Climate Change

Australia’s climate engagement questioned

June 13, 2023 6:16 am

Pacific island leaders and institutes are concerned about whether Australia’s engagement to tackle climate change is genuine.

The Australia Institute, a left-wing public policy think tank in Australia, revealed earlier this month that, despite Albanese’s $20 billion commitment to strengthen its ties to the region, where climate change is the single most pressing issue of development, Australia’s third largest export is still fossil fuel, and 28 coal mines are still in the approval pipeline.

Vanuatu has expressed disappointment with the irony of this initiative.

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Vanuatu’s Minister for Climate Change Adaptation Ralph Regenvanu says they are currently in their third month of a state of emergency after a double-category four cyclone ravaged the country earlier this year, forcing the island nation to lose over 40% of its GDP.

“And now we see countries like Australia talking about the rule of law internationally, ok you signed up to all these agreements, you signed up to the Paris agreement, that is an international rule of law, if you don’t meet that commitment, do you have the right to talk about meeting the international rule of law in other areas.”

Regenvanu says the Pacific is vulnerable to the effects of developed countries capitalistic projects given that the Intergovernmental Panel on Climate Change has reported that carbon emissions contain nearly 90% coal, oil, and gas.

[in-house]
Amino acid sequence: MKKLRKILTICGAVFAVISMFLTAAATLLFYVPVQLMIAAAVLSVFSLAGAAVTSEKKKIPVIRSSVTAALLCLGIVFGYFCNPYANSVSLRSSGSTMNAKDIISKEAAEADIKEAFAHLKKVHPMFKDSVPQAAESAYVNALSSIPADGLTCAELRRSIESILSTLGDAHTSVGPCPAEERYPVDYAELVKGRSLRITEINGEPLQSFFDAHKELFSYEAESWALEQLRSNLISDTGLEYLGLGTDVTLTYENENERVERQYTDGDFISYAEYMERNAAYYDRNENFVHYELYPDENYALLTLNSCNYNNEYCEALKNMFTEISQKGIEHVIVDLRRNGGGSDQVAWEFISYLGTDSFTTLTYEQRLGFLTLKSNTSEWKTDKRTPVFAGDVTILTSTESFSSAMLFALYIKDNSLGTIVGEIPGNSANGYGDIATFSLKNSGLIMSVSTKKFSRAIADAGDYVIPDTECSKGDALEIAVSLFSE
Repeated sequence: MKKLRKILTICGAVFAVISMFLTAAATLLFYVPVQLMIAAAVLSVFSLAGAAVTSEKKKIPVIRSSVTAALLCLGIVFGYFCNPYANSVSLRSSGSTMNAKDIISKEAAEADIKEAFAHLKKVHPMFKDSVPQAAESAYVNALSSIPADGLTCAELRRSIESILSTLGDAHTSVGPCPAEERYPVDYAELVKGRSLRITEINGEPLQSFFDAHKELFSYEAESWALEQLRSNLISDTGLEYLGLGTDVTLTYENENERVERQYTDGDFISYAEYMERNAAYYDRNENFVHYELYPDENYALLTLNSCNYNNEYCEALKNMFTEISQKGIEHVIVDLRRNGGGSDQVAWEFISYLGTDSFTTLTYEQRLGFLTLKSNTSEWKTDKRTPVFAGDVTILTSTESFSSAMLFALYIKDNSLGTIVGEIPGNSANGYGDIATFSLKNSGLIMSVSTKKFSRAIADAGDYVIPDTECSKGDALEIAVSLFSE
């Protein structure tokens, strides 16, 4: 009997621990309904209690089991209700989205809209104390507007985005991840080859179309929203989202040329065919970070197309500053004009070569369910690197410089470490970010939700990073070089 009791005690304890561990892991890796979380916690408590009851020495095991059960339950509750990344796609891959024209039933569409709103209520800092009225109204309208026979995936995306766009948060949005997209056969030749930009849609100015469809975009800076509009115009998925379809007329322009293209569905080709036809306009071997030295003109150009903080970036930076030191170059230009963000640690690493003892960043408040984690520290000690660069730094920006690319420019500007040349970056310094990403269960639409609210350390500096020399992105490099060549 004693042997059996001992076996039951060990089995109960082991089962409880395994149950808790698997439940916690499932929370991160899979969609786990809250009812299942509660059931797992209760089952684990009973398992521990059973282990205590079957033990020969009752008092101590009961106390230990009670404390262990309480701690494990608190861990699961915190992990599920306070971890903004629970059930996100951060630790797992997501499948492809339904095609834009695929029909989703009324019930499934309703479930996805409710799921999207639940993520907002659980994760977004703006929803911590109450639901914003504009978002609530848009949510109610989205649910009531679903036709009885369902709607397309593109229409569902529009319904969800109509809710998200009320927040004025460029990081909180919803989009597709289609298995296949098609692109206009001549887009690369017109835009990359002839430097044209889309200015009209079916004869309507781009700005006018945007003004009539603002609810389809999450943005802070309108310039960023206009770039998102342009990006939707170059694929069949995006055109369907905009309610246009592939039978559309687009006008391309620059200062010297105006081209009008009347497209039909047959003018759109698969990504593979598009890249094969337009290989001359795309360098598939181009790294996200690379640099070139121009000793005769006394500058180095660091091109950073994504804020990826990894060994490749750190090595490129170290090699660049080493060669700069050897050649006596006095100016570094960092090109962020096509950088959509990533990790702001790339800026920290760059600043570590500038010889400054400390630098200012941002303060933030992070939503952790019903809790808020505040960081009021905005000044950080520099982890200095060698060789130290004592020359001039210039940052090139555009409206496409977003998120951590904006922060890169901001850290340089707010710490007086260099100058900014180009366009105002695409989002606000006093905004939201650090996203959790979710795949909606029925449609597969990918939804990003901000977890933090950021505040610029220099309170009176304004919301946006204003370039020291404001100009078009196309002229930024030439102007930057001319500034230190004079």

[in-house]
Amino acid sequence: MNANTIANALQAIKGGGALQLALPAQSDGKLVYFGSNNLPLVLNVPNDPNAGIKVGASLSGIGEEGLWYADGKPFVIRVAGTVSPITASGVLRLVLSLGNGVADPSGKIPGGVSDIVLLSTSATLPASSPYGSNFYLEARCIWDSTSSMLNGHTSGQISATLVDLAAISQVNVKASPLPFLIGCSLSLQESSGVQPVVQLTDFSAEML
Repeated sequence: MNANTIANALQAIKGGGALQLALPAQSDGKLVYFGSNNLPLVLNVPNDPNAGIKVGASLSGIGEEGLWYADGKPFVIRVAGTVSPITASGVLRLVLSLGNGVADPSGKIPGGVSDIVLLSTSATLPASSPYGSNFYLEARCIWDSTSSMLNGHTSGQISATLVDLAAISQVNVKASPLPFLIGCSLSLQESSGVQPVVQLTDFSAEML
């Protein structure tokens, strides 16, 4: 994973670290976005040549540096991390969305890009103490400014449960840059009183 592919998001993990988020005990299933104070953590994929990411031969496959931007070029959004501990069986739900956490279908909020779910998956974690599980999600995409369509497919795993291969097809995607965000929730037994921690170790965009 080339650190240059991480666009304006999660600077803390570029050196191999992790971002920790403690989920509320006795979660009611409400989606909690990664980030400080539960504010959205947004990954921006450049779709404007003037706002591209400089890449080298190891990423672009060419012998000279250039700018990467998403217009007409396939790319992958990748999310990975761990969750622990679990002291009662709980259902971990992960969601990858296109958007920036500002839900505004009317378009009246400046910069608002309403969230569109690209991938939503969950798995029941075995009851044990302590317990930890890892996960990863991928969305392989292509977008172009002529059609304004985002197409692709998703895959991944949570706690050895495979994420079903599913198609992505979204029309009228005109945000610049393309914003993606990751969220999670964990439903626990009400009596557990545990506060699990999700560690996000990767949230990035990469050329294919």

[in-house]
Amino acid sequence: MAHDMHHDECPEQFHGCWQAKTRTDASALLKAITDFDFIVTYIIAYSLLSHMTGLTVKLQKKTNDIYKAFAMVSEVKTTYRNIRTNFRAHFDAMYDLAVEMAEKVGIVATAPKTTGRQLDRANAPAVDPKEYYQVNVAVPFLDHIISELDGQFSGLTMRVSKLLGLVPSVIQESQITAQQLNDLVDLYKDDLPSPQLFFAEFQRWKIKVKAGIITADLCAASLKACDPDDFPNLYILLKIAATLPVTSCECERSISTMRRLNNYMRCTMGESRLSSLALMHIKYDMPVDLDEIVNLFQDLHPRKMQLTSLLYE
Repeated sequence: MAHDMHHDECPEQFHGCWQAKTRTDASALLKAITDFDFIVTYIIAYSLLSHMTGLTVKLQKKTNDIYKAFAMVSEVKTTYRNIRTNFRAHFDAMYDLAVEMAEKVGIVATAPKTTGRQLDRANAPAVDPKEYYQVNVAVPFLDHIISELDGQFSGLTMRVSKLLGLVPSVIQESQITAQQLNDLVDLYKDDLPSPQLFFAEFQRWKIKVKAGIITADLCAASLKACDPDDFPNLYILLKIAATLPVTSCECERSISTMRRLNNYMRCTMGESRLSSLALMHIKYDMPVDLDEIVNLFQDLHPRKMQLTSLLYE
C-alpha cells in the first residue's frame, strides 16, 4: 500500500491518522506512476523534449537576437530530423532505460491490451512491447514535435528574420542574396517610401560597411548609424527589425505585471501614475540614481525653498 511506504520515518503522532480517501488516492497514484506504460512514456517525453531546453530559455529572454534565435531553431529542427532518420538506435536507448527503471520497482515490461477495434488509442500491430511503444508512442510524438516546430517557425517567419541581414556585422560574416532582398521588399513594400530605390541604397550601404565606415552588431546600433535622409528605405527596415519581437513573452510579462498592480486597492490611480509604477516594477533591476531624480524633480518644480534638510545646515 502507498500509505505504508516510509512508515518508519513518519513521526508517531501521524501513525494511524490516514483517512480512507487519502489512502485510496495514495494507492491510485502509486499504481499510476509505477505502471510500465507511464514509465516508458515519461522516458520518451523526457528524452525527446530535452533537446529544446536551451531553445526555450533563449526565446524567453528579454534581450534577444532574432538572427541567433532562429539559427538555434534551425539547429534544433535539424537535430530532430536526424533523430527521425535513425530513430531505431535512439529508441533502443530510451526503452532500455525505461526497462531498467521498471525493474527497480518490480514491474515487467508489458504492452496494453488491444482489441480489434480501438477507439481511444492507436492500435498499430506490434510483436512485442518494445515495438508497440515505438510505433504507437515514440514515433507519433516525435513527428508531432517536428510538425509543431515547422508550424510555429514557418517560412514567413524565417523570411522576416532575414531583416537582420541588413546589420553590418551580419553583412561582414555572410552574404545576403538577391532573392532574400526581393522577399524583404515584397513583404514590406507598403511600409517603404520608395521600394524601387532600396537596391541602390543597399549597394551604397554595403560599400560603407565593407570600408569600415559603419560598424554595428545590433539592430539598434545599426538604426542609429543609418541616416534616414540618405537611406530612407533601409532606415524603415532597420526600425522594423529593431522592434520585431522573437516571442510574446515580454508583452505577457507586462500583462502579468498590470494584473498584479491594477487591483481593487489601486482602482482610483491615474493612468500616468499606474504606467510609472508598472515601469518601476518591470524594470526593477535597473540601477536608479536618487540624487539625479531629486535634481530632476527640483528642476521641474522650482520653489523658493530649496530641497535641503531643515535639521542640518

“Countries utilizing coal, oil and gas, contributing to emissions, not meeting their targets, contributing to these disasters we’re experience, which cause us to lose so much of our potential development for our people and have to put it back to relief and recovery that’s like what we’re doing now.”

Tuvalu’s Minister for Finance Seve Paeniu agreed that livelihoods in the region have been compromised.

“Our food and water security is being threatened and livelihoods of our people, therefore being threatened and this is all caused by climate change and we know that fossil fuel is the cause of climate change.”

Meanwhile, the Australian High Commission in Suva reiterates in a statement to FBC News that the Aussies are re-establishing Australia as a climate leader internationally, as demonstrated in their bid to host COP31 in partnership with the Pacific.

The Albanese government says it is on track to meet its $2 billion climate finance commitment over 2020–2025, which includes $700 million to build climate change and disaster resilience in the Pacific. It is also committing $900 million of additional development assistance to the Pacific over the next four years, including new support for strengthening climate resilience.

Domestically, the Australian Government is taking real action on climate change, with one of the first acts of the new government being to legislate emissions reduction targets of 43 percent by 2030 and net zero emissions by 2050.

The Government has reformed the Safeguard Mechanism to ensure that Australia’s largest emitting facilities across resources, heavy industry, transport, and more are required to reduce their emissions towards net-zero by 2050.

According to their calculations, these crucial reforms will deliver 200 million metric tons of emissions reduction by 2030, the equivalent of taking two-thirds of the nation’s cars off the road.

The Government is also rapidly increasing the share of renewable capacity in the electricity grid, with 82% renewables in Australia’s energy grid by 2030. The Government is investing, along with the private sector, to deliver this through an investment of $20 billion through Rewiring the Nation for transmission financing and unlocking $10 billion in dispatchable renewable capacity through the Capacity Investment Scheme